The Supreme Court in Kedar Nath Singh v. State of Bihar, however, set the threshold for invoking sedition by holding that so long the exercise of freedom of speech and expression “does not incite people to violence against the Government established by law or with the intention of creating public disorder”, it does not constitute sedition. In a number of judgments such as Raghubir Singh v. State of Bihar,[8] Dr. Vinayak Binayak Sen v. State of Chhattisgarh[9], Balwant Singh v. State of Punjab[10], Javed Habib v. State of Delhi[11], Arun Jaitley v. State of U.P.[12], and Vinod Dua v. Union of India,[13] the constitutional courts in India went on to set the jurisprudence on sedition.

ii. Nehru’s legacy on sedition amplified by the BJP

With the exception of the 1975 public emergency declared by then Prime Minister Indira Gandhi, independent India has not seen more widespread dishing out of sedition charges as it has seen since the present government came to power in 2014. Sedition charges have been rampantly invoked against opposition political leaders, journalists, activists, student leaders, celebrities, or even labourers who only exercise the right to freedom of speech and expression or advocate the right to assemble peacefully have been invoked rampantly. The practical implementation of Kedar Nath Singh judgment has basically been put aside only for the judiciary to interpret.

The National Crime Records Bureau (NCRB) under the Ministry of Home Affairs (MHA), Government of India started collecting data on sedition since 2014. As per the NCRB, a total of 326 sedition cases were registered across the country from 2014 to 2019 and 559 persons were arrested. The NCRB data further revealed 98% increase in sedition cases from 2014 (47 cases) to 2019 (98 cases). Among the States, the highest number of sedition cases (54) was registered in Assam, followed by Jharkhand (40), Haryana (35), Karnataka (30), Bihar, Jammu & Kashmir and Kerala (25 each), and Uttar Pradesh (17).[14]

The data collated by the NCRB does not appear to reflect the actual number of sedition cases filed in the country. For example, the NCRB data provide that only 19 sedition cases were filed in Jharkhand during 2017 (1 case)  and 2018 (18 cases) while the Jharkhand Police had filed 30 FIRs/cases against about 200 named accused and more than 10,000 unnamed people[15] involved in the Pathalgadi movement of 2017-18.[16] 

iii. Sedition, a weapon to silence dissent

As per the NCRB, the rate of conviction for sedition offences from 2015 to 2019 was 8.92% i.e. in five out of 56 cases against the conviction rate for overall cognizable offences under IPC of 48.58% during the same period. [17] This confirms that many of the sedition cases filed are frivolous but the accused had to undergo the process of trial.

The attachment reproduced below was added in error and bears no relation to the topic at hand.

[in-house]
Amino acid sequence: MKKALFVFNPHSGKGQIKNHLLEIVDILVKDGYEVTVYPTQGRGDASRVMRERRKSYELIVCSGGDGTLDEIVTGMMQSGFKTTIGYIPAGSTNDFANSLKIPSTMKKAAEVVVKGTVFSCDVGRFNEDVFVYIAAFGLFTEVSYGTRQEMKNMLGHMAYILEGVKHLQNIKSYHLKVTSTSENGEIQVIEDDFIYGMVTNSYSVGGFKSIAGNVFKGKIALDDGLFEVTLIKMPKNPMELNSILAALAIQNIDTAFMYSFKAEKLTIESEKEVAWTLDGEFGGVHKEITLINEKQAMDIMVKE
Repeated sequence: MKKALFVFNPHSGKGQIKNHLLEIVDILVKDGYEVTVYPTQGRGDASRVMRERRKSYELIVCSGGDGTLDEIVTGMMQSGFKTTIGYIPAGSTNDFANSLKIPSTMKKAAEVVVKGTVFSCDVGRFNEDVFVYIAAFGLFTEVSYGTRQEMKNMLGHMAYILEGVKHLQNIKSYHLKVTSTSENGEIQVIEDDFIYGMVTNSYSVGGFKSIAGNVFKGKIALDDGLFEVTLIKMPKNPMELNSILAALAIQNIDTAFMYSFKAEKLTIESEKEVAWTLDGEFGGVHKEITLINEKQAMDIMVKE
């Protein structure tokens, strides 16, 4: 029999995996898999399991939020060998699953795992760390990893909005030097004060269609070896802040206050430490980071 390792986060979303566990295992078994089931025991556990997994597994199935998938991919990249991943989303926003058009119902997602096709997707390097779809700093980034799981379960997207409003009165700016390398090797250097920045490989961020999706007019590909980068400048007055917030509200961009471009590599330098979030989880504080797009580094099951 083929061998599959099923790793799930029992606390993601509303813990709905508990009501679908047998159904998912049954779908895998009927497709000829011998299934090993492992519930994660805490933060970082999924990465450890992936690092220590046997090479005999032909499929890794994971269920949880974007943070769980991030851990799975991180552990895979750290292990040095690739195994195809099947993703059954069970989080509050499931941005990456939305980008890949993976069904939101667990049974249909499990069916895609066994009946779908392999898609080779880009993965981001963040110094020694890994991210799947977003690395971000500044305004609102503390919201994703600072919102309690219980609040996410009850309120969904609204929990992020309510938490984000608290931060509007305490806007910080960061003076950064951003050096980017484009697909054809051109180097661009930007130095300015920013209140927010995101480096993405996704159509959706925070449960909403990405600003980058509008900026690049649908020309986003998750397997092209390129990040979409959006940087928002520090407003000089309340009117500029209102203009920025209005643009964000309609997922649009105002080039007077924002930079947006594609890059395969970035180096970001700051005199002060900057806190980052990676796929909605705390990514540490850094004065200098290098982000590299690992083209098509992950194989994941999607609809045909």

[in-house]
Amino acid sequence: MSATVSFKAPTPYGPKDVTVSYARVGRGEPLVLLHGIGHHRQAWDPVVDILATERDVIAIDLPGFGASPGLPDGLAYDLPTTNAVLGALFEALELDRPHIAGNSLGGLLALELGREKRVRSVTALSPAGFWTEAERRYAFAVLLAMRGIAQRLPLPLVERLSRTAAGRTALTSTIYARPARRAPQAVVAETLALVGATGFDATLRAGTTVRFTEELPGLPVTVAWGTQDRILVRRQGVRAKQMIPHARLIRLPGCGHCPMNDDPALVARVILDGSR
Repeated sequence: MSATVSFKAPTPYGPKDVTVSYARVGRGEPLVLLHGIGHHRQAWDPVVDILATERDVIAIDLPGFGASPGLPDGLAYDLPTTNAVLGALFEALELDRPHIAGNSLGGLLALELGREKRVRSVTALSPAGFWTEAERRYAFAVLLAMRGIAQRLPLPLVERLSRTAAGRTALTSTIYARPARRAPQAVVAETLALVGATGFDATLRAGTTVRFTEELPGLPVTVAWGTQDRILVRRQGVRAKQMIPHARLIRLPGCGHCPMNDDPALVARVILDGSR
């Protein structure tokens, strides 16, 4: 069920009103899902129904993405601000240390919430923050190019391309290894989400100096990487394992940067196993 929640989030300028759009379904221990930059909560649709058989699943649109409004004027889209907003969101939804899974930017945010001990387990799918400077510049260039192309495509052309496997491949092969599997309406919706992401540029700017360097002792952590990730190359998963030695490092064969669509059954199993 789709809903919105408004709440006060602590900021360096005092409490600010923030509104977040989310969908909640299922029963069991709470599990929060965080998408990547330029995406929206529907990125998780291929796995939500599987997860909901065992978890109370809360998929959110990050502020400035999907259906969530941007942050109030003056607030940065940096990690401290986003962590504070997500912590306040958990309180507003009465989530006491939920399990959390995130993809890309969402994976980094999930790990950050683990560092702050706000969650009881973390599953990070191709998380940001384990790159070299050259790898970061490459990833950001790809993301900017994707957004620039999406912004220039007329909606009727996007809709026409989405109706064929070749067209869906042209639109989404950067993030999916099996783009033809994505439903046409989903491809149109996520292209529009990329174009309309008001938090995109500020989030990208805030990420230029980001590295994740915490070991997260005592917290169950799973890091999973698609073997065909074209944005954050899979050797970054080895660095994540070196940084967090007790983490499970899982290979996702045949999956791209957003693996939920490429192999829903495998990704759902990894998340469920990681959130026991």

Sedition charges are not invoked necessarily for conviction. It is often invoked because of the severity of the punishment upto imprisonment for life which makes the offence cognizable and non-bailable. As the judicial process itself indeed is the punishment in India, the registration of the FIRs for sedition offences has chilling effects, apart from the accused being identified as “anti-national”.

The absurdity as well as the abuse of the sedition law stand proven from the charges faced by then serving Finance Minister to Government of India Arun Jaitley[18] following an order by the Judicial Magistrate pertaining to an article authored by him on 18 October 2015, critiquing a judgment rendered by a Constitution Bench of the Supreme Court of India and then President of the main opposition Party, Indian National Congress i.e. Rahul Gandhi for the comments made over the suicide of Dalit PhD scholar Rohith Vemula in March 2016.[19] Many other parliamentarians and prominent news personalities, authors, well-known celebrities, human rights defenders, labour rights activists or citizens went on to face sedition charges since then.

Complaints of sedition are mostly filed by private individuals who claim as nationalists or members or affiliates of mostly the ruling parties whether at the Centre or State level, against their real or perceived opponents, whether political or ideological and dissenters in a democracy. The most serious crime against a State i.e. to overthrow the government or threaten its sovereignty and territorial integrity has been reduced to a matter of perception of a person’s own view on nationalism, a compliant police, and in some cases, a complicit judicial officer.

iv. Repeal is the only way forward

In the light of rampant abuse against political opponents, journalists, activists, student leaders, celebrities, or even labourers who are not members of the organisations banned under the UAPA,[20] sedition law is under adjudication of the Supreme Court at present.

On 30.04.2021, in Kishorechandra Wangkhemcha & Anr Versus Union of India,   a bench of the Supreme Court issued notice with respect to a petition challenging the constitutional validity of Section 124A of the Indian Penal Code stating that the decision rendered by the Constitution Bench of the Supreme Court in Kedar Nath Singh v. State of Bihar requires reconsideration.[21] Considering that Kedar Nath Singh v. State of Bihar judgment was adjudicated by five judges of the Supreme Court, the constitutional validity ought to be re-considered by a bench of at least seven judges.